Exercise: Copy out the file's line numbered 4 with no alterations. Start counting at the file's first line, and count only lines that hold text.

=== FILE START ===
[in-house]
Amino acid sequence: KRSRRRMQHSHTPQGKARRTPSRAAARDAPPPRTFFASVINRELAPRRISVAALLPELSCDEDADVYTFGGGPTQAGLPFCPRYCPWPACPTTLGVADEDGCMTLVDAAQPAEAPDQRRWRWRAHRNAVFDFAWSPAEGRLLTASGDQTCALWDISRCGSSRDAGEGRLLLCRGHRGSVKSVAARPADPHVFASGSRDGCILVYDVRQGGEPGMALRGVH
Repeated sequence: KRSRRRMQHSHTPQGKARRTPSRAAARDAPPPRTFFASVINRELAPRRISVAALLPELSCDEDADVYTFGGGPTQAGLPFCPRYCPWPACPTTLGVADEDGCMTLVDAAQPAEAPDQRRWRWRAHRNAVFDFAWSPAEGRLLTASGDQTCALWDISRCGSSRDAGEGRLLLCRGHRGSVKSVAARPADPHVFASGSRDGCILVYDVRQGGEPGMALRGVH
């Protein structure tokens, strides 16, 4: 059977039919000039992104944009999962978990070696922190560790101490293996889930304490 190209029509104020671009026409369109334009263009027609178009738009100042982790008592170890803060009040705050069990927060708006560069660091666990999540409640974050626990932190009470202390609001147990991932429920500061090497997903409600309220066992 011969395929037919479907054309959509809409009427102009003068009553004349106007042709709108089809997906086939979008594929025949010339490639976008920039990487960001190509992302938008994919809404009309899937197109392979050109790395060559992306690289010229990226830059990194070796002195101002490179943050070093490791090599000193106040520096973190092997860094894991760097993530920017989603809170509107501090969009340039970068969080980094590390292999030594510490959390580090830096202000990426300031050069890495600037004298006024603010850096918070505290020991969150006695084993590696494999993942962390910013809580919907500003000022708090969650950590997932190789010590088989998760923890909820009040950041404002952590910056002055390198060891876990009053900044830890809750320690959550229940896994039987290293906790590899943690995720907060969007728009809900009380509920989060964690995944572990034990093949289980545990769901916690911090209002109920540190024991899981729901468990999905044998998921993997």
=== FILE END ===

């Protein structure tokens, strides 16, 4: 059977039919000039992104944009999962978990070696922190560790101490293996889930304490 190209029509104020671009026409369109334009263009027609178009738009100042982790008592170890803060009040705050069990927060708006560069660091666990999540409640974050626990932190009470202390609001147990991932429920500061090497997903409600309220066992 011969395929037919479907054309959509809409009427102009003068009553004349106007042709709108089809997906086939979008594929025949010339490639976008920039990487960001190509992302938008994919809404009309899937197109392979050109790395060559992306690289010229990226830059990194070796002195101002490179943050070093490791090599000193106040520096973190092997860094894991760097993530920017989603809170509107501090969009340039970068969080980094590390292999030594510490959390580090830096202000990426300031050069890495600037004298006024603010850096918070505290020991969150006695084993590696494999993942962390910013809580919907500003000022708090969650950590997932190789010590088989998760923890909820009040950041404002952590910056002055390198060891876990009053900044830890809750320690959550229940896994039987290293906790590899943690995720907060969007728009809900009380509920989060964690995944572990034990093949289980545990769901916690911090209002109920540190024991899981729901468990999905044998998921993997």